Miss Julie: Sledgehammer Theatre's Modern Re-Imagining of Strindberg's Classic
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The last date listed for Miss Julie was Friday April 11, 2008 / 8:00pm.
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Inspired by a true story in the San Diego Reader about a young man rejected by his family for coming out, Tricks explores a single encounter between the HIV-positive 17-year-old, now hustling in a local park, and a closeted, older married man desperately searching for love. They reunite a year later, as their more authentic selves, to find the surprising impact each has had on the other's life. Playwright Bryant Hernandez stars in this world-premiere production from Chronos Theatre. Learn More
Sledgehammer Theatre will open its season with a sexy, intense, and fresh vision of August Strindberg’s groundbreaking “Miss Julie,” adapted and directed by Los Angeles theatre wunderkind, Josh Chambers, who has been hailed as “an authentic visionary whose work should soon be making a giant impact on the face of American theatre,” by Martin Denton of nytheatre.com, and featuring a company of L.A.’s most exciting young theater artists. Mr. Chambers, who also works in the film industry as a composer, will create an original score for this production.
Miss Julie continues Sledgehammer’s long history of creating unique, challenging and award winning theater spectacles based on the work of Swedish iconoclast August Strindberg (Ghost Sonata and The Dream Play). “Strindberg is our theatrical soul mate,” says Sledgehammer Artistic Director Scott Feldsher, “his work tears into the accepted conventions of both society and theater. Strindberg seemed to be doing a kind of exploratory surgery into the diseased body of the 19th Century. We feel like we’ve always done the same with the 20th and now the 21st century.” Previous Strindberg productions at Sledgehammer have been helmed by current artistic director Feldsher (Ghost Sonata, 2000) and previous artistic director Kirsten Brandt (The Dream Play, 2004). Chambers, who was the composer and musical director for Sledgehammer’s South of Heaven at the tender age of 20, certainly fits the mold of a Sledgehammer iconoclast, “…but he’s even more radical and confrontational than either Kirsten or me. I guarantee Josh’s production is going to turn some heads.”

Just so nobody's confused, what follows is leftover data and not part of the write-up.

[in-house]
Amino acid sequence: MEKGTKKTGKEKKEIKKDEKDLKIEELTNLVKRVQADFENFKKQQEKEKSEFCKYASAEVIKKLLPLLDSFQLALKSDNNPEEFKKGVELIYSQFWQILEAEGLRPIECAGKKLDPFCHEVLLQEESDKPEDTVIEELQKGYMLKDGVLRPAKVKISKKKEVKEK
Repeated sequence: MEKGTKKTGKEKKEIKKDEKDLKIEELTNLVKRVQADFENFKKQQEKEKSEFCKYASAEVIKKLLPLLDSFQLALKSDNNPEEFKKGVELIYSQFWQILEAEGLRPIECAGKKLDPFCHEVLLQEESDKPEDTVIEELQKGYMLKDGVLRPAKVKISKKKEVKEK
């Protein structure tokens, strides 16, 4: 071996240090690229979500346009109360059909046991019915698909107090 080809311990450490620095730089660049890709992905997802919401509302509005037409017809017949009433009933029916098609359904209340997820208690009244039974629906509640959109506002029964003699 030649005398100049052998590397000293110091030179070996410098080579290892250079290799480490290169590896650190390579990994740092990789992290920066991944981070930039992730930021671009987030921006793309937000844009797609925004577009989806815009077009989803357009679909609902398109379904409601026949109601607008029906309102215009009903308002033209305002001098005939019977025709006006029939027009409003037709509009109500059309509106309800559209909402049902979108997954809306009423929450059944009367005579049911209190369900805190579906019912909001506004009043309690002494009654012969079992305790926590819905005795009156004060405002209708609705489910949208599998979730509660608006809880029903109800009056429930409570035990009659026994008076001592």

Josh Chambers’ adaptation of Miss Julie uses August Strindberg’s original text as “found shards” of narrative in which to reshape and deface the story of the sexual and social clash between two servants and their mistress on Mid Summer Eve. Set in Southern California in 2008, Miss Julie aims to distort time and space and to meld character and location in order to create an episodic, collage-driven theatrical spectacle.
“My interest in directing Miss Julie is in creating a production and process that exploits the violent nature of personal transformation,” says Chambers, who adds, “…the gender politics and sexual taboos of the original text are no longer at the forefront of a modern currency of change, and are therefore useless. For myself, and for my collaborators, the flesh on the monument of Miss Julie has become about one thing – the inevitable victory of the anarchic impulse over the mediocre – a victory of will and imagination over the celebrated, the tenured and the acclaimed.”
Chambers, who has written and directed numerous musical-plays and is a sought after composer for independent films, will also compose an original score for the production, which, he says, “…uses original avant-pop music to illuminate the spectral corners of subtext in the play, as well as to place the experience directly in the culture of the Southern California lifestyle. The songs are a combination of corrupted musical theatrics, experimental pop structures, and old school rock and roll excess. We view this music, at times, as interior monologue, as cathartic redemption, and as pure sonic filth.”
The rest of the artistic ensemble for Miss Julie is made up of some L.A.’s top young theatre talent including actress Claire Smith, playing Julie, scenic designer Ken McKenzie, lighting designer John Eckert, costume designer Leah Piehl, as well as one of the founding members of Brooklyn’s Fovea Floods, Jay Maury, reuniting with Chambers in the role of sound designer and sonic architect.